Theresa May has set out the government's plans for Brexit at the start of Conservative Party Conference 2016.
Speaking at the start of the conference in Birmingham Mrs May said it is up to the government not to question the instruction of the British people. The PM also stated that Article 50 of the Lisbon Treaty, which will be triggered no later than March 2017, can be triggered by the government. Anyone who says it has to go through both Houses of Parliament Mrs May claimed were trying to subvert democracy and are insulting the intelligence of the British people.
The Prime Minister also had a strong message for the devolved regions. The PM set out that she would work with the devolved governments but the job of negotiating our relationship is the governments. Mrs May said, we voted as the UK, we will negotiate as one United Kingdom and leave the EU as the one United Kingdom. She sent a clear warning to 'divisive nationalists' that they would not be allowed to wreck Brexit.
Turning to the process, put before parliament in the next Queen's speech will be the removal and repeal of the 1972 European Communities Act which means that all provisions within it will not longer apply from the date we leave. The PM reiterated that our laws will be made in Westminster not Brussels and judges will sit in this country. In effect the authority of EU law in Britain will end.
It will be for after Brexit that the UK government will amend, repeal or improve laws. Any changes will be subject to full scrutiny and existing workers legal rights will be guaranteed in law and as long as she is PM.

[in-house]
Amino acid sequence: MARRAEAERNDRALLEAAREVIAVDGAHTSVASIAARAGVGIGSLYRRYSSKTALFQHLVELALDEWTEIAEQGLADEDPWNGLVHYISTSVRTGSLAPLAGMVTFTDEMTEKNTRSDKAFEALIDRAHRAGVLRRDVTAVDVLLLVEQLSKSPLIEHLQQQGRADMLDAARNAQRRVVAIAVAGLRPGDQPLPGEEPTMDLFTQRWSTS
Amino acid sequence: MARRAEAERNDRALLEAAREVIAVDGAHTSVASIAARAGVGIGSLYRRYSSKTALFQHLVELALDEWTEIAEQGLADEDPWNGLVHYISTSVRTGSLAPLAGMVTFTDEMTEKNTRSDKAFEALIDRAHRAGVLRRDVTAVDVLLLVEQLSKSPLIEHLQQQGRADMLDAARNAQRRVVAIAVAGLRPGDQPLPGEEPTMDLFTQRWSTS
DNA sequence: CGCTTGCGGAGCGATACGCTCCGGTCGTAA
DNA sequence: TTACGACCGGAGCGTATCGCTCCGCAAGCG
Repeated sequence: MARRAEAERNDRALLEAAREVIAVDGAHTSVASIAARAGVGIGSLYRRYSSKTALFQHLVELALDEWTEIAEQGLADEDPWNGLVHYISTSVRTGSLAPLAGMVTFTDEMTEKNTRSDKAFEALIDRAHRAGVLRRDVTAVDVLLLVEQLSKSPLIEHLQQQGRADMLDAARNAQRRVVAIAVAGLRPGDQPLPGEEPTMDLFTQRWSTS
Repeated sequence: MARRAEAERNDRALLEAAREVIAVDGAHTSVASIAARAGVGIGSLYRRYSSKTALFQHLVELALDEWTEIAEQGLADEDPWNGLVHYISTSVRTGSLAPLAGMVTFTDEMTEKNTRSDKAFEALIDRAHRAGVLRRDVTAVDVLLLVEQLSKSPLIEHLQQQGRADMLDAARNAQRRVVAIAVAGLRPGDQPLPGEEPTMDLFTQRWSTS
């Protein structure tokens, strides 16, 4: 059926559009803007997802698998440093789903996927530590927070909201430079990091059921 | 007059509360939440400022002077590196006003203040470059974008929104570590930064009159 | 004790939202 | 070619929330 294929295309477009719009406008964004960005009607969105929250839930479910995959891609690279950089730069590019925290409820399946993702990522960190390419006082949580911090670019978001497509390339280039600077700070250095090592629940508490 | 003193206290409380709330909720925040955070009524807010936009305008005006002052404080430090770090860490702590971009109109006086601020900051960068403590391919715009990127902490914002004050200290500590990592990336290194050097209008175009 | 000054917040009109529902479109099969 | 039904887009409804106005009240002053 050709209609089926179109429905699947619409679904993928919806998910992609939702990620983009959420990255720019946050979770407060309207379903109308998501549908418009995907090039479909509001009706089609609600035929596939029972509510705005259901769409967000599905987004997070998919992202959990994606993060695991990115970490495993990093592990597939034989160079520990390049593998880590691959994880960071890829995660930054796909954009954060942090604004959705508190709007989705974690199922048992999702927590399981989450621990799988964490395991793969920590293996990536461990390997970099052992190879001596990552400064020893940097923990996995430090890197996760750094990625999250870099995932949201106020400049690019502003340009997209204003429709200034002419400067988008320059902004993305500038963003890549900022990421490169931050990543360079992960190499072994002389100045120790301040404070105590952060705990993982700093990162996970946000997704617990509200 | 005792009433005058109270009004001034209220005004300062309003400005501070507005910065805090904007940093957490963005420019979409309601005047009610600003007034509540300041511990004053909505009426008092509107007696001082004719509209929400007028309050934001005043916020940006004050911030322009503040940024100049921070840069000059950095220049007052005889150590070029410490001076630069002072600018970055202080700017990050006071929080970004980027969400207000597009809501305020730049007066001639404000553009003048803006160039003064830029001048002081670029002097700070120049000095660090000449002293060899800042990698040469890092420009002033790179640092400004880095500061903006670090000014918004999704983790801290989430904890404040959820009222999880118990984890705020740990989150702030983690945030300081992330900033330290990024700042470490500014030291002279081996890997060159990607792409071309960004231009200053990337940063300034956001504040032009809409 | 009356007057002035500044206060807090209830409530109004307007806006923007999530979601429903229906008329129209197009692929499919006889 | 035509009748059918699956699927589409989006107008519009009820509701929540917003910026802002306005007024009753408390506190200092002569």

Mrs May also wanted to set out her vision for Britain describing it as one that is truly global. She dismissed that there was such as thing as 'soft brexit' and 'hard brexit' and that we needed to stop defining our relationship by the past.
Brexit simply meant that we will now no longer be part of a political union. We will have the freedom to make decisions on a whole host of matters and we are not negotiating to give anything away again. It will not be like the last 40 years and shouldn't be seen as a trade-off. We will decide how we control immigration but we will seek the best deal possible in a mature way befitting close friendship and allies.
The deal will be a deal that works for Britain, global Britain and beyond Europe. The PM said that she knew the vote to leave was not a vote to turn in on ourselves and that it was deeply encouraging that countries outside of Europe have already approached us to talk about trade deals.
One of Mrs May's final messages to the enthusiastic hall was, let's ignore the pessimists and get behind the team of ministers working on our plan for Brexit.